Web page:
Colorado Springs as an economic hub is like an awkward-aged adolescent who is not quite a teen-ager and is no longer an adolescent – a “tweener,” said a national expert who studies why businesses relocate to certain cities or regions.
The Springs has a favorable reputation in the national business world with its decent distribution and solid workforce, said Dennis Donovan, owner of Wadley-Donovan-Gutshaw Consulting based in New Jersey. But, the city hasn’t focused on developing clusters around specific job sectors. It’s not as cheap to live in Colorado Springs as it once was and there are not enough people trained in the trades, like welding and machinery, which would attract manufacturers to the area.
It’s that in-between stage that has made the city and region difficult to market, he said. Growing out of that awkward stage requires building up clusters around specific job sectors, like telecommunications or manufacturing.
Donovan was part of a panel discussion Oct. 14 at the 15th Annual University of Colorado at Colorado Springs Southern Colorado Economic Forum. The forum brought together economists with wildly varying opinions on whether the economy is headed toward a double-dip recession or whether it is holding steady in recovery, following similar recovery patterns of recessions past.
But, at the heart of the numbers was the question of what Colorado Springs and El Paso County will do to grow up.
Donovan, who studies why companies select certain cities or regions to locate, said the way for Colorado Springs to compete against other cities is to work with its neighbors and devise a regional economic development plan, starting with a brand. The Front Range needs to sell its assets in a unified voice.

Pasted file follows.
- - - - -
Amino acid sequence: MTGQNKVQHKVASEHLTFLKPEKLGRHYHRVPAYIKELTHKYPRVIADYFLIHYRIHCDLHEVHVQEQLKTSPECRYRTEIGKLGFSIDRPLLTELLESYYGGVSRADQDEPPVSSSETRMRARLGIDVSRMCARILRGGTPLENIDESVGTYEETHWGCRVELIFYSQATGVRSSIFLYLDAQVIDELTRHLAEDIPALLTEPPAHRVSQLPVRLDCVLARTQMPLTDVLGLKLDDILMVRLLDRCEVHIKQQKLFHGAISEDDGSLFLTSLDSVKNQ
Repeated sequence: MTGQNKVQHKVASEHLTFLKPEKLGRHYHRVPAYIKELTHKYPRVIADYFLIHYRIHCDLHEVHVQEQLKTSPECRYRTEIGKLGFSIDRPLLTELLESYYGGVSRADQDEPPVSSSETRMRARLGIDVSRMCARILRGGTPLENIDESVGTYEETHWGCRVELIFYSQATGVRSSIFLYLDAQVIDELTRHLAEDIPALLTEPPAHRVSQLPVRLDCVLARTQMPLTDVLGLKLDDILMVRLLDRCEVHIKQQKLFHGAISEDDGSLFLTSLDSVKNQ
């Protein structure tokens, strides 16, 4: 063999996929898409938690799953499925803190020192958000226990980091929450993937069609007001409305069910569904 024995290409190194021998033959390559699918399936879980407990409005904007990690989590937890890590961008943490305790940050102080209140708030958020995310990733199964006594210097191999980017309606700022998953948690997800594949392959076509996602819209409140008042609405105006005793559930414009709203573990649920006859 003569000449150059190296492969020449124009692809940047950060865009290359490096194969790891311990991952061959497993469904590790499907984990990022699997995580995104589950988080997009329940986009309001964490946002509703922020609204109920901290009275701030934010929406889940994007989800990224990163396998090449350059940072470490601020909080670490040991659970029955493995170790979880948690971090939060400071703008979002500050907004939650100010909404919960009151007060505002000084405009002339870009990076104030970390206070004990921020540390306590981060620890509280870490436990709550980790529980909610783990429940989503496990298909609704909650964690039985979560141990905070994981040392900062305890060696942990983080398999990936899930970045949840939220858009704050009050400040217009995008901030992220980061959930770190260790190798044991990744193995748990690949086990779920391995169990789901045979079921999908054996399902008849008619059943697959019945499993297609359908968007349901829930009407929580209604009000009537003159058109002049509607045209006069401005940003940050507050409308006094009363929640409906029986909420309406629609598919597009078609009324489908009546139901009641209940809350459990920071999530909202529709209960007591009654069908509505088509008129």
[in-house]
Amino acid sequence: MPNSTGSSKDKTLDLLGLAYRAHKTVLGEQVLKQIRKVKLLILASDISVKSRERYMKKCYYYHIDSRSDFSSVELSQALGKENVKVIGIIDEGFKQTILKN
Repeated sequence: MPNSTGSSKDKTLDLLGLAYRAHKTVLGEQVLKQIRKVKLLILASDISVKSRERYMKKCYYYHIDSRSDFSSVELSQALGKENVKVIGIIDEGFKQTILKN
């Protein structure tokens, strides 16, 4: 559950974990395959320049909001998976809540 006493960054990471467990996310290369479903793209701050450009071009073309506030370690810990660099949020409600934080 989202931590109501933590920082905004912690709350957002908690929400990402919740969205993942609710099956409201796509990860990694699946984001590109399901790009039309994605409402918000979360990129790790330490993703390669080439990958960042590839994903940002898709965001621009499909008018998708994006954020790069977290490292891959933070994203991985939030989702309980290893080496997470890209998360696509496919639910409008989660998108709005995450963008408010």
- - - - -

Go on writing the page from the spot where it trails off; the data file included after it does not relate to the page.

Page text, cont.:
“It’s like a showroom, you get more people interested in looking at the Front Range when they see a lot of options,” he said
At the very least, Colorado Springs needs to partner with Pueblo in its effort to attract new companies, he said.
El Paso County and four other neighboring counties are working on it, said Dave Csintyan, president and CEO of the Greater Colorado Springs Chamber of Commerce and chair of the Southern Colorado Business Partnership, which started two years ago as a way to work on economic development issues on a regional level. The Southern Colorado Business Partnership is working with the Pueblo manufacturing community including Pueblo Community College, in workforce training for area manufacturers.
The curtain between Colorado Springs and Pueblo has been pulled down and tucked away, Csintyan said.
“We have to play like we never have before,” he said.
Other areas Colorado Springs and El Paso County need to consider are growing venture capital to jump start entrepreneurialism, repealing a personal business property tax and providing an incentive package to companies that relocate.
Colorado Springs, Donovan said, could be great when it grows up.